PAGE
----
Just like an old game of “telephone”, people share information to help each other and as the information spreads, it changes. Over time, details change or people misunderstand. Soon there are “facts” that people have “heard” that get repeated over and over. This phenomenon is part of human nature and found in every culture, age group, and community. The crafting community is not immune, of course, and that means that polymer clayers do also spread polymer clay myths. Most of these myths do have a kernel of truth inside of them, however. Here are some common polymer clay myths and the truth behind them.
1. Polymer Clay is Toxic
This is the single most prevalent polymer clay myth that I encounter when visiting online groups and forums. All major brands of polymer clay undergo testing to certify they are non-toxic materials suitable for craft use. Yet many people mistakenly believe that polymer clay is dangerous. When used as directed (eg. don’t eat it, put it in your eyes, use as diaper cream), it is perfectly safe for contact with your hands and to bake in your home oven. Polymer clay, when it’s cured, is actually just vinyl plastic. This the same material used to make a baby doll, kiddie pool, tablecloth, and shower curtain. It’s not good to burn polymer clay (or vinyl baby dolls for that matter), but it has to get to 350°F (176°C) for that to happen. For a more complete discussion of this most prevalent of polymer clay myths, read my article on Polymer Clay Safety.
2. Polymer Clay Burns Easily
It’s so disheartening when you work hard on a beautiful dragon, put him in the oven to cure, and he comes out black and bubbly. Because this is SUCH a frustrating issue, many assume that polymer clay burns easily. They reduce their baking temperature to prevent this problem. However, this particular polymer clay myth is a case of mistaken identity. It’s not that polymer clay burns easily. It’s that ovens lie to you and aren’t very good at doing what you tell them to do. If you use a digital oven thermometer to track the actual temperature over a bake cycle, you’ll find that the temperature will fluctuate greatly. If your oven gets hot enough, your clay will burn.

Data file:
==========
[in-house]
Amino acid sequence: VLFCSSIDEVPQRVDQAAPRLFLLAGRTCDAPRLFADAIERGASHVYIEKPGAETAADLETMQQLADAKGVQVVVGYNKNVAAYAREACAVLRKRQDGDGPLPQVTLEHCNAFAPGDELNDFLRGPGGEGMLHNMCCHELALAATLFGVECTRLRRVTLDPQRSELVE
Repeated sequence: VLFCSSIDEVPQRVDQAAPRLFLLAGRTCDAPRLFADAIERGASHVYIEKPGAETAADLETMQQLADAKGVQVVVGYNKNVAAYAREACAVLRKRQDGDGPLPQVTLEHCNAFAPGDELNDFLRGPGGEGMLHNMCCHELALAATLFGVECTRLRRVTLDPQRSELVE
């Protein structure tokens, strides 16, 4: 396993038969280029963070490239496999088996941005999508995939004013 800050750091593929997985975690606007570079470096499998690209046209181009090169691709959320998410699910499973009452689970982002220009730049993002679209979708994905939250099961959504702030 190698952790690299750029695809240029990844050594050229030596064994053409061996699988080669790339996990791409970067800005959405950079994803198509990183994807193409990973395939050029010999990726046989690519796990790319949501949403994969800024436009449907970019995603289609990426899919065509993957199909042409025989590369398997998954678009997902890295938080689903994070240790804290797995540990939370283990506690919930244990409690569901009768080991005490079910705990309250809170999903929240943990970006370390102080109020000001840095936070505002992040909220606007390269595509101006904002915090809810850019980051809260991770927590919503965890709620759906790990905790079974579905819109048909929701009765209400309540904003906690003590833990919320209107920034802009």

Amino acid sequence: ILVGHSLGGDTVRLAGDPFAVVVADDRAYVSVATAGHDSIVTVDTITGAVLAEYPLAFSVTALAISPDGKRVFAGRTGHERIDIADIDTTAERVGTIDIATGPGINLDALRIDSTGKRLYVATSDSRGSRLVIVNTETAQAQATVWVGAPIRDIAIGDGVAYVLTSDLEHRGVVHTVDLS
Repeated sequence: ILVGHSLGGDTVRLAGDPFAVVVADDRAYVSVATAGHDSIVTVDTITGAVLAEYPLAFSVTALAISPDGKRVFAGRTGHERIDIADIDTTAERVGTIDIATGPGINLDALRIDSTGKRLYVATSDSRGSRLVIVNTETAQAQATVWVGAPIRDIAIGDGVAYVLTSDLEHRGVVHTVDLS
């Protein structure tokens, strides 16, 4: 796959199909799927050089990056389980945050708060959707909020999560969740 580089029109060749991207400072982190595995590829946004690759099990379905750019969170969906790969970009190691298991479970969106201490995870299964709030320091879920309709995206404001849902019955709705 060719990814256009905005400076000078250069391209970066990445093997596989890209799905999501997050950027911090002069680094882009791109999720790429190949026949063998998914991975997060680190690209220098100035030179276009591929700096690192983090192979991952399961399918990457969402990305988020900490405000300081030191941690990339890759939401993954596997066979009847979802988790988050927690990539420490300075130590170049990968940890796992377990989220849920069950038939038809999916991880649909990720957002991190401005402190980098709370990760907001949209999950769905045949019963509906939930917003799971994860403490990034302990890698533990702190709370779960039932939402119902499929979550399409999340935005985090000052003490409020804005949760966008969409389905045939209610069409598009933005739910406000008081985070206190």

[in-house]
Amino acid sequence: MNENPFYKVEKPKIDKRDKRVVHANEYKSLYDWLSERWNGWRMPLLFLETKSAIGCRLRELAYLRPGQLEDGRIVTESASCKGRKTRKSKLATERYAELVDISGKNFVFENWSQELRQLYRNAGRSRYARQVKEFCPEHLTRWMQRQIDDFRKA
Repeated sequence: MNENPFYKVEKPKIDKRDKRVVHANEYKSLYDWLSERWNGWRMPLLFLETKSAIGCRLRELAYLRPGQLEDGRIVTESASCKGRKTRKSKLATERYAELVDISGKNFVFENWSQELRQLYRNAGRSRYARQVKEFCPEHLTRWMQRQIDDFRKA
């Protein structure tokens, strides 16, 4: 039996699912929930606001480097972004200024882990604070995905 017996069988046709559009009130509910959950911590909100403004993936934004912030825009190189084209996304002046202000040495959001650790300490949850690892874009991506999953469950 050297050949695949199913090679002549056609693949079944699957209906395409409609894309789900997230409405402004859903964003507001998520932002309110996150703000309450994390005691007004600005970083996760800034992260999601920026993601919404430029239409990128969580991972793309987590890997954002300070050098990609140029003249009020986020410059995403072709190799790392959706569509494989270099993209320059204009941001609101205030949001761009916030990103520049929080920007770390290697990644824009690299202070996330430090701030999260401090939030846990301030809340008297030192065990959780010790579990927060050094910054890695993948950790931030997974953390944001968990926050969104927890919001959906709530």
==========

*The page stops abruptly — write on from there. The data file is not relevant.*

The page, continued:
Always use a separate oven thermometer to verify what your oven is actually doing in there. It’s your way of keeping your lying oven accountable for its actions! Feel free to adjust the setting to give you the temperature that you actually want to use.
A word about burning. You will know if your clay burns. The clay will bubble and blacken and there will be profuse and terrible smelling smoke. This won’t happen unless your clay reaches 350°F (176°C), however. Far more common is the situation of browned or darkened clay. This happens when the heat from the oven’s element toasts your clay. It can even happen when the oven is at the correct temperature if your oven’s element has long cycles. It’s always a good idea to cover your clay to protect light colors against darkening. You can learn all about this, including how to choose an oven, all about temperature, how long to bake your clay, and tricks to help bake your clay well in my course on Baking Polymer Clay.
3. Polymer Clay Breaks Easily
Equally horrifying to watching your dragon go up in smoke is when you create something as a gift to someone and find that it breaks while you are wrapping it. Or worse, you realize that items you have sold are breaking. Why is polymer clay so fragile? Well, you guessed it. This is another polymer clay myth. Manufacturers make polymer clay from PVC particles that need to fuse during baking into a solid mass. If you don’t bake the clay long enough and hot enough, the fusion will be incomplete and your creation will be fragile. Make sure that you are baking your clay properly.